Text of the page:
Shin Dong-bin cements his hold
This marks Shin Dong-bin’s third victory against his older brother Shin Dong-joo, whom he ousted from the family-run conglomerate last year and has cemented his hold on power through the shareholders’ meetings last October and again in March.
The latest meeting was considered an especially vital chance for Shin Dong-joo to regain authority, considering the difficulty the group has been facing due to an intensifying probe against 30 of its affiliates for improper business transactions and lobbying.
Since the investigation kicked off on June 10, Shin Dong-joo has been continuously blaming Shin Dong-bin’s leadership for the current chaos and denouncing him as irresponsible for staying abroad rather than immediately returning to Korea and holding an official press conference.
He proposed at the recent Tokyo meeting to dismiss Lotte Holdings’ current directors, including director Shin Dong-bin and President Takayuki Tsukuda, and to appoint himself as the director of the Japanese company.
Both of his proposals were voted down at the meeting.
“The result reaffirms the shareholders’ trust in Shin Dong-bin and his management,” the Lotte Group spokesman said Saturday. “We feel the shareholders have acknowledged the achievement of the current leaders amid the difficulties the group has gone through.”
Shin Dong-joo, on the other hand, said he spotted some significant changes in the company’s employee shareholders, even though the vote remained unchanged.
“What’s seen on the surface is the same as before,” he said in a statement, “but I felt a lot has changed on the inside.”
He added, “Employee shareholders declared their intention to support the ‘normalization of Lotte Group’ movement after realizing how corrupt Shin Dong-bin and Takayuki Tsukuda’s management has been in the past.”
An employee shareholders association comprising 130 members from the Japan-based company is the second-largest shareholding group of Lotte Holdings, after Kojyunsya, also known as Gwangyunsa, taking up 27.8 percent of the pie. The group is considered a decisive factor in determining the vote result. This time, the association supported Shing Dong-bin.
Shin Dong-joo, however, said he will “fight until the end for Lotte Group’s normalized management.”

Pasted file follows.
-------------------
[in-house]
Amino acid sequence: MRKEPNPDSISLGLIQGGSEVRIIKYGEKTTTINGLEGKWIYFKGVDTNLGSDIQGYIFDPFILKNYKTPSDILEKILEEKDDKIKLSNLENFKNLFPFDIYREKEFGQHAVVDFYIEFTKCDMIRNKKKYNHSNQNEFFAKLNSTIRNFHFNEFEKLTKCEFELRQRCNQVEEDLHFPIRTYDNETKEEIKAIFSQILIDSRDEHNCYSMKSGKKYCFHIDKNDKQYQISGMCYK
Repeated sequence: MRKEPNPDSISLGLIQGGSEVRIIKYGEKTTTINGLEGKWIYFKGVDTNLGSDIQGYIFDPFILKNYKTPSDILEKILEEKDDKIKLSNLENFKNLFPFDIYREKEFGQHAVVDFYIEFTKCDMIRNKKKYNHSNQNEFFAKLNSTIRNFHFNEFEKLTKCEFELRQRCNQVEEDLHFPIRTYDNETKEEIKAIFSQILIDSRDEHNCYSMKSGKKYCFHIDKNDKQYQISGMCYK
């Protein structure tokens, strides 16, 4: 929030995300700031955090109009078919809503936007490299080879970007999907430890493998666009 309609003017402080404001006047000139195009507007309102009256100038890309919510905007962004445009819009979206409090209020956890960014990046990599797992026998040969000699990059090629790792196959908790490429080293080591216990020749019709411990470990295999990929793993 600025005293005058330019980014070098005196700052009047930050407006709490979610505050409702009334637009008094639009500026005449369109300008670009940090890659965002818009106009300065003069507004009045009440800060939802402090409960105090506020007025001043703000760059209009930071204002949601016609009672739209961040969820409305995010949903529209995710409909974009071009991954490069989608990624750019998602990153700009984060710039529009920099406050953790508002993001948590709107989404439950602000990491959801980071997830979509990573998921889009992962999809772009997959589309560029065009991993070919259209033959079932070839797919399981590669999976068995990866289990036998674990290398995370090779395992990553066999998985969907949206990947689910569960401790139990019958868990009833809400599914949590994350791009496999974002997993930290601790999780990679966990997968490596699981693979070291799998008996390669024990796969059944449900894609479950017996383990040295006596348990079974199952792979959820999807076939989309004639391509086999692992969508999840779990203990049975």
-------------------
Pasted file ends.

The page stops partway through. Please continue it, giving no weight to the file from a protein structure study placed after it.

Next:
Shin Dong-bin may have succeeded in holding onto the leadership for now but he still has his hands full regarding the group’s damaged business and the list of allegations facing the company, including that he created a slush fund and evaded taxes through paper companies.
The widening probe has jeopardized most of the group’s business expansion plans for this year, including the 5.7 billion won ($4.86 million) listing of Hotel Lotte, which was expected to be the biggest public offering in Korean history. Also, the acquisition plan of the U.S.-based chemical company Axiall by Lotte Chemical was withdrawn after the investigation launched.
But above all, it is its duty-free business that seems to have been hit the hardest.
After losing the license to run the tax-exempt shop at the Lotte World Tower in Jamsil District, southeastern Seoul last year, Lotte was planning to acquire a U.S.-based duty-free chain as a backup plan, but the intensifying investigation forced the cancellation of that plan, too.
It also remains to be seen whether Lotte can regain its duty-free shop license, which became possible when the Korea Custom Service recently announced in April that it would allow three more conglomerate-run duty-free shops in Seoul. Hotel Lotte bid for the competition and the final list is scheduled to be announced in October.
Hotel Lotte spokesperson said against all odds, the preparation plan for receiving the license will roll out as scheduled.
In the meantime, the duty-free shop in Lotte World Tower greeted its last consumers on Sunday, closing its doors for the first time since the store opened in 1989.
BY JIN EUN-SOO [firstname.lastname@example.org]